'Jodhaa Akbar' is a youthful romance

Published On: 2016-07-13

Author: Ruma Singh

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'Jodhaa Akbar' is a youthful romance



Source: TNN 

Date: 27 Jan 2008 

By: Ruma Singh 



Jodhaa Akbar’s canvas is huge... 


I was looking for a story with love as the central theme, but no contemporary story interested me. Then Haidar Ali gave me this story of a marriage of alliance between Jodhaa and Akbar and I was attracted to it. It’s a story we all know about, but take for granted. Very little has been written about what went on between them personally. It was a good chance to narrate that, yet be as true to the times as possible. That was the challenge — not the budget of the movie! There’s criticism for showcasing a historical subject... I’ve tried to take a more generic approach to the story — I cannot take a stand based on historical interpretations. In Akbarnama, Abul Fazal doesn’t mention Jodhaa at all! But we all know that the harem existed, that Jehangir was born out of the alliance. Everything in history is open to interpretation. Some may not agree with the film, but I have tried to be as truthful as possible.



 The inevitable comparison is with Mughal-E-Azam ... 


I’m not worrying about this. I just want the audience to accept the film. It cannot be compared with Mughal-E-Azam ; that’s a classic I love, with incredible performances. My focus is different from Mughal-E-Azam , which was about Salim and Anarkali. Here, I have a young Akbar. Mine is a youthful romance, very different. 



Hrithik was my first choice for Akbar... 


Hrithik has the desire to challenge himself. I think he’s a tremendous actor; even in his debut film he did the double role so well. His Rohit in Koi... Mil Gaya amazed me. I needed a warrior-like actor who looked like he might have come from a Turkish background, with a naturally regal gait. (BT: Audiences may be disappointed not to see his body on display... Ashutosh laughs uproariously) What makes you think he doesn’t? Don’t be so sure! 



Aishwarya was also a natural choice... 


She’s worked very well in different set-ups, from Chokher Bali to Shabd. She has the desire to attempt different roles. And for a film like this, you need a dedicated cast and crew. In this film, she has a great simplicity. We worked to get her look right — she was very pleased at how it turned out.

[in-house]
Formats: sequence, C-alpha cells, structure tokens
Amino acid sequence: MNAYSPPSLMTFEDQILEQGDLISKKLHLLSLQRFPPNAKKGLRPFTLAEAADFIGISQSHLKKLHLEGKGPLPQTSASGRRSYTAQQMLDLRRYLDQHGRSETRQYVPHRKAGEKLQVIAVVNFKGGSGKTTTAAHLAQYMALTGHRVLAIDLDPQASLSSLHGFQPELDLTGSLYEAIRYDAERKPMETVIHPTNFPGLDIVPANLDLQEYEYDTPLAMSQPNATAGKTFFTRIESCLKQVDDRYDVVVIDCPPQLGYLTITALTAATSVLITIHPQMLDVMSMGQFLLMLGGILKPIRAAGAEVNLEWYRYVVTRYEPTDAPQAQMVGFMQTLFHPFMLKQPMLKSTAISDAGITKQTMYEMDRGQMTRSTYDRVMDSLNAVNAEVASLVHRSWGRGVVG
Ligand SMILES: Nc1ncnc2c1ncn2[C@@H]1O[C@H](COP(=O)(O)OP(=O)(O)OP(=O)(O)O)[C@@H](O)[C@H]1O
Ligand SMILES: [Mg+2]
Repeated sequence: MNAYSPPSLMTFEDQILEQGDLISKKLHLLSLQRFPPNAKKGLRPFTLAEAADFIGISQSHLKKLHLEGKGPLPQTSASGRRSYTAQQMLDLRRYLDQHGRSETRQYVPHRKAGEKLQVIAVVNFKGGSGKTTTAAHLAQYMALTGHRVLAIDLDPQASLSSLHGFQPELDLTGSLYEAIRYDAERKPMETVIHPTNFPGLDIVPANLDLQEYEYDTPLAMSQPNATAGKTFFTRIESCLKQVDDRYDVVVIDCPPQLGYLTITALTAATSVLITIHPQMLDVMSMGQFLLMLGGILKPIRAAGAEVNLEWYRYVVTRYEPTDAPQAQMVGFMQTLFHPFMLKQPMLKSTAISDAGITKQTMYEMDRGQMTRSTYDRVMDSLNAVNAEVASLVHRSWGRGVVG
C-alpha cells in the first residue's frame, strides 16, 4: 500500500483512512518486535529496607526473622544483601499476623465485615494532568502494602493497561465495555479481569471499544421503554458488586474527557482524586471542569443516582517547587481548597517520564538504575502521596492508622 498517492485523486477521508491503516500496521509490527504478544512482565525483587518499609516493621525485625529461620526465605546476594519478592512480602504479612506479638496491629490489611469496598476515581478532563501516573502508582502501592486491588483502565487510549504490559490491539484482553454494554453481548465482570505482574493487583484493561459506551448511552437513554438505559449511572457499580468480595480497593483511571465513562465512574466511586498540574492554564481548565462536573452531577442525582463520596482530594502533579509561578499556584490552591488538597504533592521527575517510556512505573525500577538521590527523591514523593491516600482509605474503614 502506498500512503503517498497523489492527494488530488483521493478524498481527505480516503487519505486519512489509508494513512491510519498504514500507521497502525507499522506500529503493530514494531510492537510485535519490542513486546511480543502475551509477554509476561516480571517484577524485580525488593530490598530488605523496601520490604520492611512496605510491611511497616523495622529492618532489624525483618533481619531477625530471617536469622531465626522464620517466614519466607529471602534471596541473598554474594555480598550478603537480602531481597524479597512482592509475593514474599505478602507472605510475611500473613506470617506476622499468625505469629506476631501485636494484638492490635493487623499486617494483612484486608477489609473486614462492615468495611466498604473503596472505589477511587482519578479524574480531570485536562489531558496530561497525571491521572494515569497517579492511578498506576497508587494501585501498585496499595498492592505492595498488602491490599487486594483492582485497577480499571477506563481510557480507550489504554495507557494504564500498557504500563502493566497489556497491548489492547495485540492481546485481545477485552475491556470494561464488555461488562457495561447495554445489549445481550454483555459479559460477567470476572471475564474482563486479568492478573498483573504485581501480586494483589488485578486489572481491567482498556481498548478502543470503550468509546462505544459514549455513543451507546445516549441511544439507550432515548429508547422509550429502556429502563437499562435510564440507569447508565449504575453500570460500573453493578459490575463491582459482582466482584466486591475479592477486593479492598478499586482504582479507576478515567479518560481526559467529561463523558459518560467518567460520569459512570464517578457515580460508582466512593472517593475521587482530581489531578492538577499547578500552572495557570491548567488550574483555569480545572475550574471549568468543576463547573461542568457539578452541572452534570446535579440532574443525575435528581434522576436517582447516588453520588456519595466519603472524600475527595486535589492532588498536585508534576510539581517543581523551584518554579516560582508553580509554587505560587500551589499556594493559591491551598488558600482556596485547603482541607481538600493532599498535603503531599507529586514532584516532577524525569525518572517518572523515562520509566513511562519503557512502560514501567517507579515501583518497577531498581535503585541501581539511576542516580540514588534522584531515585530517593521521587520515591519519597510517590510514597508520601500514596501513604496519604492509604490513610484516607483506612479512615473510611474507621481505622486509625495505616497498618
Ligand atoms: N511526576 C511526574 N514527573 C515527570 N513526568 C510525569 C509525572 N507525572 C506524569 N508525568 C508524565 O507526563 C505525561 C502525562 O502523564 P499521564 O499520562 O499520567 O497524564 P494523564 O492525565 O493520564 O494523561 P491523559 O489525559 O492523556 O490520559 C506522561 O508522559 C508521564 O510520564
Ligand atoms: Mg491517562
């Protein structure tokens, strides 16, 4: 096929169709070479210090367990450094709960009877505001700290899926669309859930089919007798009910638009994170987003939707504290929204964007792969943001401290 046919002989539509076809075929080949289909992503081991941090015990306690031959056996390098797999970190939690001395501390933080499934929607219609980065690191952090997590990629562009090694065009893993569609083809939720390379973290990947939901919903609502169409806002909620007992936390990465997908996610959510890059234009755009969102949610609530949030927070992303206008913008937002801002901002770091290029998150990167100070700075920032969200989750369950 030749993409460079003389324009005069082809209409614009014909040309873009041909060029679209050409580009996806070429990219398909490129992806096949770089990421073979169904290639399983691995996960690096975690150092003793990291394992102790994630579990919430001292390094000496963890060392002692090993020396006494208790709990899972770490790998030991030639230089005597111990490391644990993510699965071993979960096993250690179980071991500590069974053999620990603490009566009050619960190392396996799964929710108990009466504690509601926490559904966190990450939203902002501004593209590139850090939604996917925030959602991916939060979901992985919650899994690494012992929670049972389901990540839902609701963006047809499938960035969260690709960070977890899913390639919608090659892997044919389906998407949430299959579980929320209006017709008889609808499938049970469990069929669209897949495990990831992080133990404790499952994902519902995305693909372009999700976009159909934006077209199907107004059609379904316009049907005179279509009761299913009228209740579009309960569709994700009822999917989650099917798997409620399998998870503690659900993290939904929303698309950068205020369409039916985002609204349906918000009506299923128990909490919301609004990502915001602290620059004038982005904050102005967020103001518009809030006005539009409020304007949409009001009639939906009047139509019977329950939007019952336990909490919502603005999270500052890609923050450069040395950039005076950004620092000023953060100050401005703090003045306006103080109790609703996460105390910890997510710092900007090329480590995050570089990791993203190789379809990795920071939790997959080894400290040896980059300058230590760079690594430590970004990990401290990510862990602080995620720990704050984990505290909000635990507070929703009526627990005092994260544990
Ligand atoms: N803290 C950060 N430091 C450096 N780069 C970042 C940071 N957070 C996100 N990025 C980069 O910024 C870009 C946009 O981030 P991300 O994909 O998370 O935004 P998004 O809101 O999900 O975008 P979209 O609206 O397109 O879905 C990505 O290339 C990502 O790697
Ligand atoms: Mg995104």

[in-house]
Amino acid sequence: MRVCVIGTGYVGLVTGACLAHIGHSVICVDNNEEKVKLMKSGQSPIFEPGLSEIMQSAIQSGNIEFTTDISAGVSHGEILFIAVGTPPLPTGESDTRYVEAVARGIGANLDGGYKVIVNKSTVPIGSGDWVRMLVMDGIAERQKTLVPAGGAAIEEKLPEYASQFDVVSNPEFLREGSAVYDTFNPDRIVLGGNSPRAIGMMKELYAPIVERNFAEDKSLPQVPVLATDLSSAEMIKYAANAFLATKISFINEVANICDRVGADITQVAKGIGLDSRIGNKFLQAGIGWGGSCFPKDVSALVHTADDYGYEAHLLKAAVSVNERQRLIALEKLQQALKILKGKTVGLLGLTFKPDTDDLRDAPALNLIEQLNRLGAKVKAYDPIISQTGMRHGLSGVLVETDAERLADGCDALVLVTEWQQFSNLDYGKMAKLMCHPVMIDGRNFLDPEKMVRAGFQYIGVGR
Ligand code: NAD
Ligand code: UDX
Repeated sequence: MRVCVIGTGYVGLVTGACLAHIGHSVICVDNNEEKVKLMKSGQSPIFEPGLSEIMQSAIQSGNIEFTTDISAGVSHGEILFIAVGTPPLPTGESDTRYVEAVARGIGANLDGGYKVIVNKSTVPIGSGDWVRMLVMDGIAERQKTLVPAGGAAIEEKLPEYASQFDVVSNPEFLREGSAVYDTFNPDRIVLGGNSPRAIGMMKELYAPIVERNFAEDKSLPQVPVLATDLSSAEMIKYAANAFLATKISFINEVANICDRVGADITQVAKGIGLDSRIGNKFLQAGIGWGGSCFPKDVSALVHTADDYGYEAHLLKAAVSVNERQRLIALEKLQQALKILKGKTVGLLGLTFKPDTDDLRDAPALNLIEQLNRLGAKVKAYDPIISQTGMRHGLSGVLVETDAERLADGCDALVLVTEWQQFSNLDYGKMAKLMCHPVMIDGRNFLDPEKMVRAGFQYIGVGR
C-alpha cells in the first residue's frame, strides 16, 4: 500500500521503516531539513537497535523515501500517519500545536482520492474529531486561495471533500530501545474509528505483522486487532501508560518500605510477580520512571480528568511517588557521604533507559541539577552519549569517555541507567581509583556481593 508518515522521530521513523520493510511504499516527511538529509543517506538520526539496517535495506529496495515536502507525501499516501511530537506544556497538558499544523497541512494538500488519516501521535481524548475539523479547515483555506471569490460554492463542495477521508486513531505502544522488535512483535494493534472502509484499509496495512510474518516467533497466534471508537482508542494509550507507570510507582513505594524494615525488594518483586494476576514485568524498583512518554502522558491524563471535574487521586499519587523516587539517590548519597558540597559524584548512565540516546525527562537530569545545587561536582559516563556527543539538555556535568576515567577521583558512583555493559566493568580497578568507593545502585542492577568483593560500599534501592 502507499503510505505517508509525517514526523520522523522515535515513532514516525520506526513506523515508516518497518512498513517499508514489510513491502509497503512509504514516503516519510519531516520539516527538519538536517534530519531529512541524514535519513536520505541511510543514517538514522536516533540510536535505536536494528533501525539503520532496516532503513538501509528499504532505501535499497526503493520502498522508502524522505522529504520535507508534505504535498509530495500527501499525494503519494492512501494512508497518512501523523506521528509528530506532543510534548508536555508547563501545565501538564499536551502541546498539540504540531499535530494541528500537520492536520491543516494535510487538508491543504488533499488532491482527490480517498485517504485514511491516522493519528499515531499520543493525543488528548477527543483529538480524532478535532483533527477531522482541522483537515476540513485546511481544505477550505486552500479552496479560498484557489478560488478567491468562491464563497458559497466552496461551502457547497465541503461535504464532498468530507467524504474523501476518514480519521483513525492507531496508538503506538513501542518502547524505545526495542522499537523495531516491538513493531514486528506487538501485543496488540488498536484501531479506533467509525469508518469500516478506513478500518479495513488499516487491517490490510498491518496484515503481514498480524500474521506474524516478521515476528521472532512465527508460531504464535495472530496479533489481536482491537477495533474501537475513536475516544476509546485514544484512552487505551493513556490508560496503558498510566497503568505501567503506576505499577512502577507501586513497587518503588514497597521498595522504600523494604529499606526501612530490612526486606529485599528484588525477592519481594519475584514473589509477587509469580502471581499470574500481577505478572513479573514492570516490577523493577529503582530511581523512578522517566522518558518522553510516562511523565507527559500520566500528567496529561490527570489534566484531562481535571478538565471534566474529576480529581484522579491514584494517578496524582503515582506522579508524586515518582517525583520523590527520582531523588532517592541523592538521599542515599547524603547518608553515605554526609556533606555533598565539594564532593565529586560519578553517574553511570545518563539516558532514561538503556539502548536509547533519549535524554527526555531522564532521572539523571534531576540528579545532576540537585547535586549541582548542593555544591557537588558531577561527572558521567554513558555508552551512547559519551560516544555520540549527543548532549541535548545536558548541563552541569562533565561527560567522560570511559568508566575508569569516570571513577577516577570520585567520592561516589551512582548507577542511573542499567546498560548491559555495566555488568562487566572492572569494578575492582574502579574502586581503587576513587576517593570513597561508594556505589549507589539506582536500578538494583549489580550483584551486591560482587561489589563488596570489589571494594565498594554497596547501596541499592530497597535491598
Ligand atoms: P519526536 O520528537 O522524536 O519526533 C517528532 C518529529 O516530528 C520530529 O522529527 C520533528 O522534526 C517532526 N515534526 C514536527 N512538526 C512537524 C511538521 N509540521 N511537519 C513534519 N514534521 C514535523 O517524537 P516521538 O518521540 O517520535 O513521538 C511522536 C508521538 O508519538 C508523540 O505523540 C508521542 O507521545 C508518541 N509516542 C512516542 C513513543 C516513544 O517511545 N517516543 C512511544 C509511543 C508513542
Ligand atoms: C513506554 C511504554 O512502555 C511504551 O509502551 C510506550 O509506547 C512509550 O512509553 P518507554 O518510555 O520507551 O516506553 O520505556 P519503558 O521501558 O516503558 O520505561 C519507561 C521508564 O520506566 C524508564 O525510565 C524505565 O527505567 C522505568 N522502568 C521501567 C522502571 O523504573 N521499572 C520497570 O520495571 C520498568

Working with Aamir, Shah Rukh and now Hrithik... 


With Aamir and Shah Rukh, the equation was different — we began our careers together. I got along very well with Hrithik from the word go. On a broader level, if your script has every detail in place and worked out, it defines how your cast members respect you. Jodhaa Akbar has taken me three years... Yes, it’s a long time. I’d love to come up with a film each year. But fortunately or unfortunately, each time the subject has needed that time. Even a smaller film like Swades needed research — I travelled extensively and it took me two years. Next I’ll be making a more contemporary film. I’ve got three to four concepts to choose from. 



The film is not four hours long! 


That’s just a rumour. It’s much less — but it’s as long as the story requires. When you make an epic period drama, it can’t be told in two hours. And I believe duration isn’t as important as content — sometimes a two-hour film can seem four hours long! 



Yes, historicals are difficult to attempt... 


We’ve tried to stick to the period details but the attitude is modern. We’ve stayed on track with the festivals they had then, the court presentation ceremonies. The melodies too have a feel of that era, yet they appeal even today. I just want my film to be liked, for the genre to be successful — only then will more historicals get made, more challenging scripts taken up. We can only do different cinema if everyone tries to be different. 



Jodhaa Akbar as an Oscar possibility... 


Frankly, I don’t make films for festivals or awards — I make it for the audience. If you start looking at awards, they never get made. And if I send Jodhaa Akbar out as a festival entry, it will have to be at the length I make it. If we want to cater to American awards, it makes sense to make a film in English and 90-minutes long. It’s very difficult to break into their market with our kind of format. Even our horror films and thrillers have songs, something unimaginable to them. No, I wouldn’t want to cut or change Jodhaa Akbar to fit their format — if I had to do that, I’d rewrite the whole script and create a different ambience. That would require an attitude change. So no, I wouldn’t do it.